'My mother-in-law has given a nickname to my baby son that really hits a nerve.'

Fatty. Fatty Boomba. Fatso. Piggy Fat-Fat.

They’re the sort of nicknames that would make you wince if you heard adults using them on each other. But how about when adults use them on babies and kids? How about if it was your baby, and the adult calling him “Fatty” was your mother-in-law?

It’s an issue that crops up regularly in online mums’ forums. One mum, NataSal, on, said she’d overheard her mother-in-law referring to her six-month-old son as “Fat Boy”. She said the nickname “hit a nerve” because of issues she’d gone through when she was younger.

“What the heck am I supposed to do with that? … I personally see a healthy-sized baby when I look at him,” she added.

Some mums who replied insisted that “fat” was a compliment when it came to babies.

“In my family, ‘fat’ chunky babies are considered desirable,” wrote Sravie. “The more rolls, the cuter!”

But others sympathised with her.

“My mum has been referring to my son as ‘Fat Boy’, too,” said justUsPlus2. “I’m going to say, ‘Thanks, fat grandma!’”

Another poster, SashaAMB, said her grandmother-in-law started calling her baby daughter “Fatso”.

“It took everything, and I mean EVERYTHING, not to unleash all holy hell on her,” she wrote. “I went on and on about girls and healthy self-esteem until she (temporarily) backed off.”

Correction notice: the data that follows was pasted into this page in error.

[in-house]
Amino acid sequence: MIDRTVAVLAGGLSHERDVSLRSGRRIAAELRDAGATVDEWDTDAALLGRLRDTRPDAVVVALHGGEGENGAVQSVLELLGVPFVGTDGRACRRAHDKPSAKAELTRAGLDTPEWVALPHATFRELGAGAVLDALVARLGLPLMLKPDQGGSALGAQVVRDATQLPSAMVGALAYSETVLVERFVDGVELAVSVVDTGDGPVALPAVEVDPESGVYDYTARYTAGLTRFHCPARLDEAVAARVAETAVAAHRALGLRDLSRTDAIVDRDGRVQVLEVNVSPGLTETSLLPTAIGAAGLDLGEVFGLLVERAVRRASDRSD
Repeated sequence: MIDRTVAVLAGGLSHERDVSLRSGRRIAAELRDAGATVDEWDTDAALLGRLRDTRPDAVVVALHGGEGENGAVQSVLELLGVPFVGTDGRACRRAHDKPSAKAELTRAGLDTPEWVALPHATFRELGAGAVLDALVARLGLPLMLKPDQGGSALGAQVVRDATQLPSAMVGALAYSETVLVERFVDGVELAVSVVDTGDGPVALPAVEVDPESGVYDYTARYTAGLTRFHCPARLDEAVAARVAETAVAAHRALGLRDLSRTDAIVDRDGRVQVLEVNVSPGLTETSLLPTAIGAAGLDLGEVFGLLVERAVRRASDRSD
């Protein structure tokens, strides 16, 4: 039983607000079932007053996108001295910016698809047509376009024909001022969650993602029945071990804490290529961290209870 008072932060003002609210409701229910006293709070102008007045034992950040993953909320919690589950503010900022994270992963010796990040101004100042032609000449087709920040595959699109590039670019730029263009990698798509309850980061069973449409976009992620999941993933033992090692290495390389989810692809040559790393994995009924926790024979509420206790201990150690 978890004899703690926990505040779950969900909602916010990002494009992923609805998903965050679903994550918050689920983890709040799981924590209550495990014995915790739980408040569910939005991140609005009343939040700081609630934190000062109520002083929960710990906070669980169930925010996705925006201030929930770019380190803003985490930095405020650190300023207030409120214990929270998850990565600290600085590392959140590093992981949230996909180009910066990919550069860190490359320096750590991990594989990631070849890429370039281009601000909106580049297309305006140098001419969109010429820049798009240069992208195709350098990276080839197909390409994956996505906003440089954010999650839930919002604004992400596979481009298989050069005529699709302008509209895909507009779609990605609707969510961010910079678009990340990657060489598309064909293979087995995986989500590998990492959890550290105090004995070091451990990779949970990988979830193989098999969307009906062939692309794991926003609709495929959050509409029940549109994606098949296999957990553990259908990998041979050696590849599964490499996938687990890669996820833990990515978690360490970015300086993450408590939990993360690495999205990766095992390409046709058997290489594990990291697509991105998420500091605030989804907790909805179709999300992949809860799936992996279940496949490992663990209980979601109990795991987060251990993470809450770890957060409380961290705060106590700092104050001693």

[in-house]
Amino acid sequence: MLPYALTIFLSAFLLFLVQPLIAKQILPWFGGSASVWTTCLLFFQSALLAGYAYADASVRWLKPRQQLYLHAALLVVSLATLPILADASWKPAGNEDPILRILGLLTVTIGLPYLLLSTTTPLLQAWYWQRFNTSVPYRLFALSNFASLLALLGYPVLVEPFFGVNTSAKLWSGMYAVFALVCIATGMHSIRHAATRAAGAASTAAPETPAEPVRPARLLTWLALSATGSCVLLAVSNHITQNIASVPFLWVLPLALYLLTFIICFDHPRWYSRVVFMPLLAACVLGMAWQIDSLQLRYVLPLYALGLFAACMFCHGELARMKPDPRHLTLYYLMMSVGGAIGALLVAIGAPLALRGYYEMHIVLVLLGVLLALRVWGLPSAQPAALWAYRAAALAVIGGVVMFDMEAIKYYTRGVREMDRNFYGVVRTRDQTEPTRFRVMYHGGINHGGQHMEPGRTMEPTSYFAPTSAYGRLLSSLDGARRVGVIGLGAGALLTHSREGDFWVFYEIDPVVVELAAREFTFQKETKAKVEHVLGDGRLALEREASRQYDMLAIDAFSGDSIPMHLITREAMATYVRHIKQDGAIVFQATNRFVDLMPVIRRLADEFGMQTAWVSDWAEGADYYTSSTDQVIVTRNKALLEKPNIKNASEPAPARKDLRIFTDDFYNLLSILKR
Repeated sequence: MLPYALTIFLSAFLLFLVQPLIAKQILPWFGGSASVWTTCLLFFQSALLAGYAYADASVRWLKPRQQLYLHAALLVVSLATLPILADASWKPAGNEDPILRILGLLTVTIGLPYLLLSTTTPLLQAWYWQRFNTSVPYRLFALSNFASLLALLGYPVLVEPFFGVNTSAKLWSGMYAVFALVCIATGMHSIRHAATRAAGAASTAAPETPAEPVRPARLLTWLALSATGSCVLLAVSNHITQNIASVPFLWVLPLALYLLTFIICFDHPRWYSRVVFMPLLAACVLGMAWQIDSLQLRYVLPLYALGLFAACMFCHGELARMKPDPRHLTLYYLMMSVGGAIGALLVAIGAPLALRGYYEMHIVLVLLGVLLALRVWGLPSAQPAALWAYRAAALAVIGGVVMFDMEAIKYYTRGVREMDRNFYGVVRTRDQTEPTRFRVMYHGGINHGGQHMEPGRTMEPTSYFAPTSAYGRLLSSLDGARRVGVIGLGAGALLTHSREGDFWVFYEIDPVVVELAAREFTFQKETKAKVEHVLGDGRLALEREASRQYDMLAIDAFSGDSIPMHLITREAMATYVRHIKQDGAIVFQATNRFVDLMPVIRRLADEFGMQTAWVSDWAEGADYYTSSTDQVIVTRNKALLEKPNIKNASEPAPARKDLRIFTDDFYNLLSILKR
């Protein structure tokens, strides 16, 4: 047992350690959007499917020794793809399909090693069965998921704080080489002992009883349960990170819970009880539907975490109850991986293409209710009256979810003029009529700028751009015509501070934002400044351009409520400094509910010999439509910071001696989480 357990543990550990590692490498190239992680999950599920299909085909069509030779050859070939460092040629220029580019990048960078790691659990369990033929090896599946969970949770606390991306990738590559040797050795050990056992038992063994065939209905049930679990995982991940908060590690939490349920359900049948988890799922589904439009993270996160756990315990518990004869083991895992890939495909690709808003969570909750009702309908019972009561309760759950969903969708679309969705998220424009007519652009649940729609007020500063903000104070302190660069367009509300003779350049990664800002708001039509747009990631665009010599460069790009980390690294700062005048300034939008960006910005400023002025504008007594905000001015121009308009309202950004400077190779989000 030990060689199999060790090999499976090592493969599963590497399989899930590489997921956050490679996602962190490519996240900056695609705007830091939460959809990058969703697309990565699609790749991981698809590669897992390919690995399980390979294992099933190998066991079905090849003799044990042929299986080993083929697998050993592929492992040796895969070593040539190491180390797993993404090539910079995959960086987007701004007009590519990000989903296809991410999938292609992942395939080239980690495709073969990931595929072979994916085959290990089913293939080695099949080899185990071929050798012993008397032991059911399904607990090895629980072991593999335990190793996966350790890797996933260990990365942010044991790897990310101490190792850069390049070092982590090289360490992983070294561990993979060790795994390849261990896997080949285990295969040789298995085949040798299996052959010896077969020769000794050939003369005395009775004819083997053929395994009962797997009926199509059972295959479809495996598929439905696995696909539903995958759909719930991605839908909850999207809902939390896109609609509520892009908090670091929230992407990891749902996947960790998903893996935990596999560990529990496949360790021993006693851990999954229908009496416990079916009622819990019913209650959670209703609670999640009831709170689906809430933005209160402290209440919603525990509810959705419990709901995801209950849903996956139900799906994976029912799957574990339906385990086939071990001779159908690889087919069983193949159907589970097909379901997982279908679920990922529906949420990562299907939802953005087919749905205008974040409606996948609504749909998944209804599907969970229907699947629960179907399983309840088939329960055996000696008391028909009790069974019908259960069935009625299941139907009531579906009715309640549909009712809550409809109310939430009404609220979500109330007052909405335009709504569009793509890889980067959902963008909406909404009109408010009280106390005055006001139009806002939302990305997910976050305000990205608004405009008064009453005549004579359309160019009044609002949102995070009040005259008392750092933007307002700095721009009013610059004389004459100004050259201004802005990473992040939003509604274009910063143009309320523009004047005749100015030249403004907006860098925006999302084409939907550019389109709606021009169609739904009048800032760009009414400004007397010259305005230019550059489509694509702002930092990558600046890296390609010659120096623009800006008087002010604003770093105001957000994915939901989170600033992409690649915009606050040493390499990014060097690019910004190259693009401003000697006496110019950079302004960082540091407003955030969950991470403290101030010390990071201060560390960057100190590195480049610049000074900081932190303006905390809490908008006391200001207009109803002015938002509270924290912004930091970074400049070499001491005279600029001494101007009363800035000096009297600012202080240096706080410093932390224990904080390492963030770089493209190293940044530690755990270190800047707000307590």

baby fat
The mother said the nickname “hit a nerve” because of issues she’d gone through when she was younger. (Image: iStock)

Personally, I didn’t have this problem when my kids were babies. In fact, I had the opposite problem. Both my babies were small and, at six months, showed very little interest in solid food. I stressed that they weren’t putting on enough weight, and when one member of my family said my daughter was looking a bit thin, I got terribly upset.

But the point is the same. No parent wants to hear anything negative about their child’s weight. Even when it comes from a doctor, it needs to be said sensitively. As much as people may believe that fat equals cute when it comes to babies, “fat” is such a loaded word, for people of any age.

Sure, a six-month-old isn’t going to understand what the word “fat” means. But it’s safer not to start with the “Fatty Boomba” and “Piggy Fat-Fat” nicknames at all, just in case they stick.

Researchers have found that comments made to young girls about their weight have a negative impact on their lives. A Cornell University study last year discovered that if women could remember hearing comments about their weight as children, whether positive or negative, they were more likely to weigh more as adults and be unhappy with their bodies.

A previous study, done by the University of California, showed that women who were told they were “too fat” as children – whether they were or weren’t – were more likely to grow up to be obese. So much for this idea that overweight people just need someone to point out their weight problem to set them on the path to skinniness.

Now that my kids are older – and a lot more interested in solid food – I find myself being super cautious with what I say to them about their weight or anyone else’s. I don’t want one offhand comment of mine to be the one comment that makes them obsess about their body.

It’s safer, really, not to use the f-word at all when it comes to people. Not even babies.

Do you think it's okay to call a child fat? Is there a difference between baby fat and a weight issue?